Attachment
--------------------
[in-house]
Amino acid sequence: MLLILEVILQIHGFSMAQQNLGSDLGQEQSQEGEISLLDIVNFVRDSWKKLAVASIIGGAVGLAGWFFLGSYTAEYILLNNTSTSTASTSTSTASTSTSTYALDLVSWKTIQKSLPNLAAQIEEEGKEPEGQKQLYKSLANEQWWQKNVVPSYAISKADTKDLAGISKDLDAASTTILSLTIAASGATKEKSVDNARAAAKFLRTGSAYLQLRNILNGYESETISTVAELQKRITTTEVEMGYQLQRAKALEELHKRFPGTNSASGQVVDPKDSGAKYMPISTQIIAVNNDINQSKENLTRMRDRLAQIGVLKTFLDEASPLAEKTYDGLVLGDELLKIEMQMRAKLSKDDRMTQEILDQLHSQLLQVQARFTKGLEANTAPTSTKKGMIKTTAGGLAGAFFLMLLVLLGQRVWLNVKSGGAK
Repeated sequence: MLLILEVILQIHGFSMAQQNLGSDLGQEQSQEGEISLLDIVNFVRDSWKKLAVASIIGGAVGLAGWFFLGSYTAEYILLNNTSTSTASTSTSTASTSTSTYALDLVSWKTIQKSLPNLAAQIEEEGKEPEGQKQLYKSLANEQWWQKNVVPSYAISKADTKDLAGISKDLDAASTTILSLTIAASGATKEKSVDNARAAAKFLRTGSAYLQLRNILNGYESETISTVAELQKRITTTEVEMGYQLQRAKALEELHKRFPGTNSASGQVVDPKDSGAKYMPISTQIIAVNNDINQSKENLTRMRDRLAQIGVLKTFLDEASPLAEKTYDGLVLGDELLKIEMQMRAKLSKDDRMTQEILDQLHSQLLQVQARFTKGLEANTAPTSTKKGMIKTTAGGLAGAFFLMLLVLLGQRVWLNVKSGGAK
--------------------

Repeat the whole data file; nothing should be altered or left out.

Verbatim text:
[in-house]
Amino acid sequence: MLLILEVILQIHGFSMAQQNLGSDLGQEQSQEGEISLLDIVNFVRDSWKKLAVASIIGGAVGLAGWFFLGSYTAEYILLNNTSTSTASTSTSTASTSTSTYALDLVSWKTIQKSLPNLAAQIEEEGKEPEGQKQLYKSLANEQWWQKNVVPSYAISKADTKDLAGISKDLDAASTTILSLTIAASGATKEKSVDNARAAAKFLRTGSAYLQLRNILNGYESETISTVAELQKRITTTEVEMGYQLQRAKALEELHKRFPGTNSASGQVVDPKDSGAKYMPISTQIIAVNNDINQSKENLTRMRDRLAQIGVLKTFLDEASPLAEKTYDGLVLGDELLKIEMQMRAKLSKDDRMTQEILDQLHSQLLQVQARFTKGLEANTAPTSTKKGMIKTTAGGLAGAFFLMLLVLLGQRVWLNVKSGGAK
Repeated sequence: MLLILEVILQIHGFSMAQQNLGSDLGQEQSQEGEISLLDIVNFVRDSWKKLAVASIIGGAVGLAGWFFLGSYTAEYILLNNTSTSTASTSTSTASTSTSTYALDLVSWKTIQKSLPNLAAQIEEEGKEPEGQKQLYKSLANEQWWQKNVVPSYAISKADTKDLAGISKDLDAASTTILSLTIAASGATKEKSVDNARAAAKFLRTGSAYLQLRNILNGYESETISTVAELQKRITTTEVEMGYQLQRAKALEELHKRFPGTNSASGQVVDPKDSGAKYMPISTQIIAVNNDINQSKENLTRMRDRLAQIGVLKTFLDEASPLAEKTYDGLVLGDELLKIEMQMRAKLSKDDRMTQEILDQLHSQLLQVQARFTKGLEANTAPTSTKKGMIKTTAGGLAGAFFLMLLVLLGQRVWLNVKSGGAK